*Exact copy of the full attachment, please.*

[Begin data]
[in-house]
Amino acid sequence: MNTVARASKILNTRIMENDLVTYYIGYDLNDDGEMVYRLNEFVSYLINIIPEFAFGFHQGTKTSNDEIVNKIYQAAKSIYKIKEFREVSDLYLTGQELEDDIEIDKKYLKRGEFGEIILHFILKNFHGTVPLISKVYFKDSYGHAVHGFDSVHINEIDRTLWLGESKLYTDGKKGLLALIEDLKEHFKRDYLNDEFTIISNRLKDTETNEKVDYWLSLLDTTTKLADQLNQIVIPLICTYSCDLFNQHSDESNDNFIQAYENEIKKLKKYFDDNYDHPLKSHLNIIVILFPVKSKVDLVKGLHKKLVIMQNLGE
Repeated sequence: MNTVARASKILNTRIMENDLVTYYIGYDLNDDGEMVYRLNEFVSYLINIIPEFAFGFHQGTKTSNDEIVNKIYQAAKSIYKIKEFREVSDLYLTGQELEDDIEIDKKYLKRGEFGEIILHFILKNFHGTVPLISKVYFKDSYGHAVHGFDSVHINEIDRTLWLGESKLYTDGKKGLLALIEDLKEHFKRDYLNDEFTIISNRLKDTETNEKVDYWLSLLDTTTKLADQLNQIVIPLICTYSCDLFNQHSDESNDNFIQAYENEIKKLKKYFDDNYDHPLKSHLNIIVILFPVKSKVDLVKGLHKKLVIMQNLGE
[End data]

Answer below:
[in-house]
Amino acid sequence: MNTVARASKILNTRIMENDLVTYYIGYDLNDDGEMVYRLNEFVSYLINIIPEFAFGFHQGTKTSNDEIVNKIYQAAKSIYKIKEFREVSDLYLTGQELEDDIEIDKKYLKRGEFGEIILHFILKNFHGTVPLISKVYFKDSYGHAVHGFDSVHINEIDRTLWLGESKLYTDGKKGLLALIEDLKEHFKRDYLNDEFTIISNRLKDTETNEKVDYWLSLLDTTTKLADQLNQIVIPLICTYSCDLFNQHSDESNDNFIQAYENEIKKLKKYFDDNYDHPLKSHLNIIVILFPVKSKVDLVKGLHKKLVIMQNLGE
Repeated sequence: MNTVARASKILNTRIMENDLVTYYIGYDLNDDGEMVYRLNEFVSYLINIIPEFAFGFHQGTKTSNDEIVNKIYQAAKSIYKIKEFREVSDLYLTGQELEDDIEIDKKYLKRGEFGEIILHFILKNFHGTVPLISKVYFKDSYGHAVHGFDSVHINEIDRTLWLGESKLYTDGKKGLLALIEDLKEHFKRDYLNDEFTIISNRLKDTETNEKVDYWLSLLDTTTKLADQLNQIVIPLICTYSCDLFNQHSDESNDNFIQAYENEIKKLKKYFDDNYDHPLKSHLNIIVILFPVKSKVDLVKGLHKKLVIMQNLGE